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Morgan slams gay rights 'vitriol'

Published 10/07/2015

Nicky Morgan condemned
Nicky Morgan condemned "hectoring" on social media

Education Secretary Nicky Morgan has hit out at some gay rights campaigners for the "vitriol" she has received on social media.

The Conservative opposed same-sex marriage reforms two year's ago but since being given the additional role of equalities minister has said she "probably would" back the law if the vote was held now.

Ms Morgan said politicians had to "stand and be counted" for their decisions but admitted that she had found the level of abuse she received "difficult" and warned that hectoring people on Twitter risked alienating them.

Addressing the Stonewall education conference, she said " sometimes people take that little bit longer" to back lesbian, gay, bisexual and transgender (LBGT) equality demands that "might seem blindingly obvious" to others.

"They might for instance, not automatically see what the difference between a marriage and a civil partnership really means to someone," she added.

"As many of you know I was one of those people. What changed my mind, was talking to same-sex couples and understanding just how important being married was to them.

" What I do find difficult, however, is the level of vitriol that I sometimes receive, from people with whom I'm very much on the same side in fighting for equality.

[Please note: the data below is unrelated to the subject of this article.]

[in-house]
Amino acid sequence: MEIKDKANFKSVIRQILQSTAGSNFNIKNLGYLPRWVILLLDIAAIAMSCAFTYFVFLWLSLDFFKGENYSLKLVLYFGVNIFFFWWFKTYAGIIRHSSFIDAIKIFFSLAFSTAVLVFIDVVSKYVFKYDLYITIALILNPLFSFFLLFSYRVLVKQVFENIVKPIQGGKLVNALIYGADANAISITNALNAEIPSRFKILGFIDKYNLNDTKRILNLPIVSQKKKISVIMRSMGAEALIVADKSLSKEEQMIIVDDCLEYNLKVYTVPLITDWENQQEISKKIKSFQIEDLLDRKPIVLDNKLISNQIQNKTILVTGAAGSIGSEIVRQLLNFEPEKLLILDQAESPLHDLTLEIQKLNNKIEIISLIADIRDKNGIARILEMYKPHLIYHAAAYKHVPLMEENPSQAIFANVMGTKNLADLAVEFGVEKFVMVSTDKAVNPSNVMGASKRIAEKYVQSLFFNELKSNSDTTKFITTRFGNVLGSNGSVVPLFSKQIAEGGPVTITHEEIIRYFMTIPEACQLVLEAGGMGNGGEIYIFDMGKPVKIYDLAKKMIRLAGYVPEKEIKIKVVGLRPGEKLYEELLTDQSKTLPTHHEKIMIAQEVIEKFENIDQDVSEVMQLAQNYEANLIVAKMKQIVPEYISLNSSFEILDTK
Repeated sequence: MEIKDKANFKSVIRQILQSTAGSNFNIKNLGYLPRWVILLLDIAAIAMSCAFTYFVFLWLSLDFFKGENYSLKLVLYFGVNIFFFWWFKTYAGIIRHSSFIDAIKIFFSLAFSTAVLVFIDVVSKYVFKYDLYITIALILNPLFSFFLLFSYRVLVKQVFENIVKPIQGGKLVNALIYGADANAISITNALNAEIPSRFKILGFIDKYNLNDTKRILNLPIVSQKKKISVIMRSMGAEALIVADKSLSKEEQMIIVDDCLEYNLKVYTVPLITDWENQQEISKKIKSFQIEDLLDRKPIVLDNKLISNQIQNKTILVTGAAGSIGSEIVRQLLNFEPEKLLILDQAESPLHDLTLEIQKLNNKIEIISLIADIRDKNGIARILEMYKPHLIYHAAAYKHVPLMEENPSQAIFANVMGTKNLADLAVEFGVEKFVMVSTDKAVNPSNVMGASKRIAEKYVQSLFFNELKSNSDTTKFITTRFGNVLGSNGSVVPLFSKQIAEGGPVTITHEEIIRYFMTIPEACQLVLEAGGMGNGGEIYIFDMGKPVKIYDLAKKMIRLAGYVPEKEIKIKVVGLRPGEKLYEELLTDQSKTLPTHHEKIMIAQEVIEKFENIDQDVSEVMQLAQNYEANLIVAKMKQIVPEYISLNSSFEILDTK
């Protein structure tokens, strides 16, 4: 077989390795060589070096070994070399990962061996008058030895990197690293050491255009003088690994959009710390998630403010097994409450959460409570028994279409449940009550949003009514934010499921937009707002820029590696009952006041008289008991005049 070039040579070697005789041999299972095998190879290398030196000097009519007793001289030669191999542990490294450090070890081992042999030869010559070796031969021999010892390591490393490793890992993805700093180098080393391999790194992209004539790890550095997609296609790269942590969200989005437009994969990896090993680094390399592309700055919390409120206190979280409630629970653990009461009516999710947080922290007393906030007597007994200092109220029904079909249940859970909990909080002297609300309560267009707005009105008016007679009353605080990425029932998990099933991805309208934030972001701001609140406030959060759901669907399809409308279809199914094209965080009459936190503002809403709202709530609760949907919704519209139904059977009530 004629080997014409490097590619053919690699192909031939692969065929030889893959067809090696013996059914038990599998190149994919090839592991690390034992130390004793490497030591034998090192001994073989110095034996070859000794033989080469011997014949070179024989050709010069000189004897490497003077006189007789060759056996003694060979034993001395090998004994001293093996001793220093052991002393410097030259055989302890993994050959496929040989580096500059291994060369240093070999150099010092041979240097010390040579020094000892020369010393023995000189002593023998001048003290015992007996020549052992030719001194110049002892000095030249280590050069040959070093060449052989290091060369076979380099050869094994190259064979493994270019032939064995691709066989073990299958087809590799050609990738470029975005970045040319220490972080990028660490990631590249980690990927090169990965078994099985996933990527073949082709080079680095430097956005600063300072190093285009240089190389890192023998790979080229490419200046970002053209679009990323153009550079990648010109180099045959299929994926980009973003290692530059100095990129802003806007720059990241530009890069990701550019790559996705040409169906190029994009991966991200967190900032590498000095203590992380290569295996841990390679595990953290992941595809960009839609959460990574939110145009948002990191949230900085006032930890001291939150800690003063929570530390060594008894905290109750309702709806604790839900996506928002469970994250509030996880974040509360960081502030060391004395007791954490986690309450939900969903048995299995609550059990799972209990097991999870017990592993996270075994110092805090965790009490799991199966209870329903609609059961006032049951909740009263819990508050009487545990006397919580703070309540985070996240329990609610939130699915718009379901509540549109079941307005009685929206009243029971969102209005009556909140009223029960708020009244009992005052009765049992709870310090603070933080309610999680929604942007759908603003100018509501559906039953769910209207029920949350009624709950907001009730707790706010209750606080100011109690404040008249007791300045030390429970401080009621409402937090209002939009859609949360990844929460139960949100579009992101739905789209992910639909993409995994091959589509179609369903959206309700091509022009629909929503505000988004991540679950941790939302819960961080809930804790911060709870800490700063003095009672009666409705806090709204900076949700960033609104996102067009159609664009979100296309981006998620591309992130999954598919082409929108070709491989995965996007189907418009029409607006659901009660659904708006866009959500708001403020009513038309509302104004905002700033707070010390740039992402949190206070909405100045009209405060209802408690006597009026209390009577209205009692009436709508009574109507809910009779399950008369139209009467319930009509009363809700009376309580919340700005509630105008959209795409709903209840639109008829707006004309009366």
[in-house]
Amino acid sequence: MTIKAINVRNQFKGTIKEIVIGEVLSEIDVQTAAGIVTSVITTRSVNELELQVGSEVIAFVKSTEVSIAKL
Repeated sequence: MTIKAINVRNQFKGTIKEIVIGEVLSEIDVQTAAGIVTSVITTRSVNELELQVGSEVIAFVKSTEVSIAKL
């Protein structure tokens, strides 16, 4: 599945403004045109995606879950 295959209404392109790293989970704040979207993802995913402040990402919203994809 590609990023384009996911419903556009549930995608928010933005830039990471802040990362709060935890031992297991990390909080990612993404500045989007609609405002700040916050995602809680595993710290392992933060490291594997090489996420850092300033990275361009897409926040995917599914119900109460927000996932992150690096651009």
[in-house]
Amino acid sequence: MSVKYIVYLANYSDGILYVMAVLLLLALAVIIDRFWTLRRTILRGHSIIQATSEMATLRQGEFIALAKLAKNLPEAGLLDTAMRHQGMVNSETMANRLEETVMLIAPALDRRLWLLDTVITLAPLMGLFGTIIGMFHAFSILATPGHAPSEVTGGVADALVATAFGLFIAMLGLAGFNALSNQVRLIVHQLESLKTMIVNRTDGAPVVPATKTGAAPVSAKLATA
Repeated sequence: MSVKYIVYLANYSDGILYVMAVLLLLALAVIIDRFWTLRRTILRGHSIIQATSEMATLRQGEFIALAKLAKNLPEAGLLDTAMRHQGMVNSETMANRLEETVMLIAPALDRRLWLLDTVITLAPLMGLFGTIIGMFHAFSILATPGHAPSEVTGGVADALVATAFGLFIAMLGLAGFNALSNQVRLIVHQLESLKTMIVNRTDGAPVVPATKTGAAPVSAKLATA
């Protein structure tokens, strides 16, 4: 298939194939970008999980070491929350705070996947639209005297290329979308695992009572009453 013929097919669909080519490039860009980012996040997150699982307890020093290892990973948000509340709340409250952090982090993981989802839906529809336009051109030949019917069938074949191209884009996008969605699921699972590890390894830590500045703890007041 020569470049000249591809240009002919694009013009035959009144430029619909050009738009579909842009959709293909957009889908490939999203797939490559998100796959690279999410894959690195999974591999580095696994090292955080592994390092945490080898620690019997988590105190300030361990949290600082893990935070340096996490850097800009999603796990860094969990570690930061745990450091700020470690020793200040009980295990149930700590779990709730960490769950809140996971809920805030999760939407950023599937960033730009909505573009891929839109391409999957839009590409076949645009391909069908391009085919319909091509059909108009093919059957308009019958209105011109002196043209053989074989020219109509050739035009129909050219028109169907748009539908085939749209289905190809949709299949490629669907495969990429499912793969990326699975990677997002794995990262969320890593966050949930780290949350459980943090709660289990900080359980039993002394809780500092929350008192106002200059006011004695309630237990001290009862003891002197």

" Of course politicians have to stand and be counted because of their votes, and as a politician I'm used to taking my share of abuse.

" But, I think there's a wider lesson that sometimes - particularly on Twitter or other social media - it's easier to shout and hector than it is to recruit new allies.

" Sometimes that is justified, but other times it only serves to make us feel better for a moment. It risks alienating allies of the future - those people who want us to help them change their minds and who will be our champions in the future."

Ms Morgan told the conference she will look at how schools can improve teaching about homophobic, biphobic and transphobic bullying and also plans to do more to tackle discrimination against trans young people.

The Tory attacked the Thatcher government's record on gay rights, criticising the controversial Section 28 law that banned local authorities from "promoting" homosexuality - a legacy Prime Minister David Cameron has previously apologised for.

She said: " I can't imagine what a young woman in school, who thought she might be a lesbian, was feeling in May 1988 when the government of the day passed a pernicious law, making it harder for schools to tackle homophobic bullying.

" A law which said that any family relationship she might have was 'pretend'. A law that reinforced stigma and encouraged prejudice.

"That law was Section 28 and it is a matter of great pride for me that one of David Cameron's early acts as leader of the party was to apologise on behalf of the Conservatives for having introduced it."

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